The walls of buildings in Tehran have long been a mirror reflecting the country's turbulent history. Calls for the overthrow of the Shah have been written on the city's walls. When television and radio lost their credibility, walls were used to post information about current events. They have been decorated with the monumental portraits of national heroes casting fiery glances at passers-by. Times change, however, and so do cities. The heroes' faces have clearly mellowed, and the revolutionary slogans have given way to colorful and tacky commercials. Tehran has become yet another capitalist metropolis. Keywan Karimi's film is a brilliant and fascinating essay. A kaleidoscope of archival and contemporary footage is complemented by extensive voice-overs in which literary panache goes hand in hand with intellectual rigor. For Writing on the City, Karimi was sentenced to flogging and six years in prison for insulting the sanctity of Islam. His sentence was eventually reduced to one year.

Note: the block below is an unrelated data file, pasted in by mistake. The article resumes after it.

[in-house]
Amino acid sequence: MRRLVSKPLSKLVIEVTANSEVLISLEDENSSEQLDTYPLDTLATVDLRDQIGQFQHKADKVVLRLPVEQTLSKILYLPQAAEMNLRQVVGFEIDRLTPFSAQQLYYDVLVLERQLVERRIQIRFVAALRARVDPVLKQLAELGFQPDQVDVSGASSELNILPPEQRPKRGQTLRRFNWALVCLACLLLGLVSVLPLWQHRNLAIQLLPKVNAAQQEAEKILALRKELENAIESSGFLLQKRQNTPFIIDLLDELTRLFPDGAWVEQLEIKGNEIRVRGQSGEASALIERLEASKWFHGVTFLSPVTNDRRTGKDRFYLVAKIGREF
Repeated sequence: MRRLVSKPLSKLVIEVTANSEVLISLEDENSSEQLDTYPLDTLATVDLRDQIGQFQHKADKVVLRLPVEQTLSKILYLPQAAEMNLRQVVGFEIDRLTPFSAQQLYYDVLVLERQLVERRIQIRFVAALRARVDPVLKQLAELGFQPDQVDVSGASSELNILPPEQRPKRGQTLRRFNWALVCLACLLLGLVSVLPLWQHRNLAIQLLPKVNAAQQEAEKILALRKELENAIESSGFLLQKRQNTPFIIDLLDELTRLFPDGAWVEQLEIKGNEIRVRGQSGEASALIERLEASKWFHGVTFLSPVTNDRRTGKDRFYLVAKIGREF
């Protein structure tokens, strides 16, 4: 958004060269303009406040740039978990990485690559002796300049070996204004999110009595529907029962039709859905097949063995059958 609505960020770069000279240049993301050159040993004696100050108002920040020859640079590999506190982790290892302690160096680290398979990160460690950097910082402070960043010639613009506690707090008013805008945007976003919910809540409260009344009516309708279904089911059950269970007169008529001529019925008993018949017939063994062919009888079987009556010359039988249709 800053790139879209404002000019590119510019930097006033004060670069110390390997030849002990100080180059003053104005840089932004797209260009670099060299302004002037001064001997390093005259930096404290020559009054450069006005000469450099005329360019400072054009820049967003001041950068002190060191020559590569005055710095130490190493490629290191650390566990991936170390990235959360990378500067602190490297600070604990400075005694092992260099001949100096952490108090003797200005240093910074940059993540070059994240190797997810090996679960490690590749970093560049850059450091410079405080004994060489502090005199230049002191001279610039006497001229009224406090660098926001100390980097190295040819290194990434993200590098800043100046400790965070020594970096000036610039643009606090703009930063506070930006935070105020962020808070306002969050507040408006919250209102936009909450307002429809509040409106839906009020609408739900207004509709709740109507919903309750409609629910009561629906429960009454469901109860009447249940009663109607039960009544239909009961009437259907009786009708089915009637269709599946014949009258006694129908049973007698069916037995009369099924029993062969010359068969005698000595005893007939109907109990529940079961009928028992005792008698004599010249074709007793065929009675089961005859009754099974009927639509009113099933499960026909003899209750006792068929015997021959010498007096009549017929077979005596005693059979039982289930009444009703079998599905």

International Documentary FF of Navarra Punto de Vista 2016 – Special Mention
Born in 1985, Keywan Karimi is an independent Iranian filmmaker. He studied Social Sciences at the University of Tehran. Inspired by situationalism, he subjects the lives of Iranians to critical analysis in his work. For Writing on the City, he was sentenced to flogging and six years in prison for insulting the sanctity of Islam. His sentence was eventually reduced to one year.
2012 Marze Shekaste / Broken Border (doc., short)
2012 Napisane miasto / Neveshtan bar shahr / Writing on the City (doc.)
2013 Zan va shohar Karegar (short)